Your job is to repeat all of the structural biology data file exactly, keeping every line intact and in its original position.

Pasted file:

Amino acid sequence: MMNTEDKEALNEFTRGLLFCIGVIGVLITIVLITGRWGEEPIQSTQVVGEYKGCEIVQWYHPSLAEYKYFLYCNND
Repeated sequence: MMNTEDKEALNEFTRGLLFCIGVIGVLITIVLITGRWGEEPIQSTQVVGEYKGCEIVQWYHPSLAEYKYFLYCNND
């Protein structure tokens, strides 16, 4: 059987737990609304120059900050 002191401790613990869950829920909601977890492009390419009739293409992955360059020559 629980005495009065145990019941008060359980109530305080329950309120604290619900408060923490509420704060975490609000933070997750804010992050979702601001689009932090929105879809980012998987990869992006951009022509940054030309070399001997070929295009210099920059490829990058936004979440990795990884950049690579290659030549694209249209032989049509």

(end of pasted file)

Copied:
Amino acid sequence: MMNTEDKEALNEFTRGLLFCIGVIGVLITIVLITGRWGEEPIQSTQVVGEYKGCEIVQWYHPSLAEYKYFLYCNND
Repeated sequence: MMNTEDKEALNEFTRGLLFCIGVIGVLITIVLITGRWGEEPIQSTQVVGEYKGCEIVQWYHPSLAEYKYFLYCNND
């Protein structure tokens, strides 16, 4: 059987737990609304120059900050 002191401790613990869950829920909601977890492009390419009739293409992955360059020559 629980005495009065145990019941008060359980109530305080329950309120604290619900408060923490509420704060975490609000933070997750804010992050979702601001689009932090929105879809980012998987990869992006951009022509940054030309070399001997070929295009210099920059490829990058936004979440990795990884950049690579290659030549694209249209032989049509």